Chronic Brights Disease

urine, time, water, temperature, normal, albumen, acute, granular and headache

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On examination of the body the lower part of the right lung was found to be consolidated. The left kidney was absent. The right measured three inches in length by two and three-quarters in breadth. The capsule was adherent, and on removing it small portions of renal substance were torn away with it. The surface of the organ was very granular and irreg ular. On section the tint was paler than natural ; the pyramids were less red than in the healthy subject, and the cortex was thinned. The whole kidney felt very dense, and its substance seemed .unusually tough. Un fortunately, the organ was not examined microscopically, but there can be little doubt that this was a case of granular kidney, and that it was of some standing, although in so young a child.

Sometimes the only sign of the chronic disease may be the marked pallor of the complexion, with frequent attacks of headache and vomiting, lasting for several days, or a week or more at a time. Sometimes, as in the adult, the sight becomes affected from albuminous retinitis. Such cases, without a careful examination of the urine, may be mistaken for cerebral tumour. Indeed, a history of frequent attacks of headache and vertigo, accompanied by vomiting, and of gradual failure of the sight, is very suspicious of a tumour of the brain. In all such cases, therefore, it is very important to make a careful examination of the water for albumen, and to search the deposit frequently for casts of tubes. The skin is gen erally dry and rough, and is often markedly inelastic, so that when pinched up into folds it remains wrinkled, and does not smooth out quickly, as a healthy skin would do. This is especially the case in infants and the younger children. Purpura is sometimes found to he an accompaniment of the renal mischief ; but whether it is excited by the nephritis, or, as Dr. Gee suggests, arises with it as a consequence of some bodily condition common to both, is uncertain. Purpuric patches may be seen on the skin, and blood may be passed with the urine and stools.

Usually, acute exacerbations occur from time to time. These mostly follow a and are accompanied by scanty secretion of urine, puffiness of the face, and oedema of the limbs. The water is then albuminous, and may be smoky, or even red, from admixture with blood. The headache is often severe, vomiting may be distressing, the dropsy may be marked, and convulsions may occur, with drowsiness or coma. Sometimes the attack is complicated with pericarditis or pleurisy, as it is in the adult. When the acute symptoms subside, the amount of albumen gradually diminishes, and after a time may quite disappear from the urine. There may be then little left to show that the kidneys are not healthy, but re peated examinations of the urine will perhaps disclose a slight deposit, with fragments of granular or hyaline casts.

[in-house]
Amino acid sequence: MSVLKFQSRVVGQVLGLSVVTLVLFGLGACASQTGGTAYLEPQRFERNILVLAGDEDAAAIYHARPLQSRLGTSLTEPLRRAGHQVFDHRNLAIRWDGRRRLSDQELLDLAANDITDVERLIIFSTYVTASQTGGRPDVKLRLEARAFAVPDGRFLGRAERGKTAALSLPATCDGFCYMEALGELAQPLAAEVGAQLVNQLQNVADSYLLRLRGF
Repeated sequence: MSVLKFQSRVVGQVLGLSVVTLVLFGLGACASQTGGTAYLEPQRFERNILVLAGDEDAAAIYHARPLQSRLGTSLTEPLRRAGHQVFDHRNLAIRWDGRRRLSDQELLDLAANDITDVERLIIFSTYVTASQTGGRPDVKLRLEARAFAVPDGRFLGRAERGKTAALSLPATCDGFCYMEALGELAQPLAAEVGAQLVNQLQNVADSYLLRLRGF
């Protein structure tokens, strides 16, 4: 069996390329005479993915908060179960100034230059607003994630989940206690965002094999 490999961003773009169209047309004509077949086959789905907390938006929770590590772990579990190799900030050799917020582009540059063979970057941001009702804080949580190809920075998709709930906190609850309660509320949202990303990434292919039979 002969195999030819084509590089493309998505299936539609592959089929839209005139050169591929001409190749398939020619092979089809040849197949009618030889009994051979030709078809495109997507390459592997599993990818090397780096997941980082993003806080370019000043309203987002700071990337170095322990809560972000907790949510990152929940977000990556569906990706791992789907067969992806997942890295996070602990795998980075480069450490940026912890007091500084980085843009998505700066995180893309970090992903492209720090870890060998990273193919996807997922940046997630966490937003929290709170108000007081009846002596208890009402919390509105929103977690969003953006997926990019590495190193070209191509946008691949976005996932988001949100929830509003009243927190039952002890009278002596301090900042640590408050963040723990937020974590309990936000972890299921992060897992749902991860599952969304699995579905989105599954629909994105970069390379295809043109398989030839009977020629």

In cases of acute renal dropsy, it is common enough to hear that the child had had scarlatina some months or years previously, followed by dropsy ; that he had completely recovered to all appearance ; but that lately, having been exposed to cold, he had begun to vomit and the oedema had reappeared. In such a case it is reasonable to conclude that the restora tion of the kidneys was not so complete as had been supposed. Some times the acute exacerbation is preceded by pallor, wasting, vomiting, gen eral weariness, and a look of ill-health. The child passes water much more frequently than natural in the day, and at night may wet his bed.

A boy, aged fourteen, was in the East London, Children's Hospital, under the care of my colleague, Dr. Donkin. The patient had had mea sles and scarlatina. He was said to be very dull at his lessons. His se cretion of urine was large, and be seemed to have a difficulty in holding it. A. month before his admission the boy had had a rash over the body which had lasted a fortnight. He had then begun to vomit his food, complained of pain all over, looked pallid and weakly, and was manifestly losing flesh.

When admitted, he was pale and thin ; seemed very fretful, and looked ill. His temperature was normal. His urine was acid, had a specific gravity of 1.015, and contained no albumen or sugar. The boy coughed a little, but nothing positive was noted about his chest. There was no sign of peeling of the skin.

After being in the hospital for about three weeks, during which time he had decidedly improved and had gained flesh, the lad was allowed to go out into the garden. The same evening his face looked puffy, and his legs were found to pit on pressure. His temperature that night was normal. On the following day the oedema was marked. He vomited several times ; complained of severe headache, and seemed very stupid and stubborn. His temperature rose that evening to 100°. His water was smoky, con tained a sixth of albumen, and had a flocculent deposit which showed under the microscope many granular casts. On the third day his tem perature was 101.8° both morning and evening, and he had a series of con vulsive fits, followed by drowsiness which lasted for twenty-four hours. His temperature then became normal again, and the cedema began to de cline. His water was discoloured with blood for several days, and the al bumen and casts only slowly disappeared ; but before the boy's discharge, his urine, except for a slight haziness with the cold nitric acid test, had again become normal.

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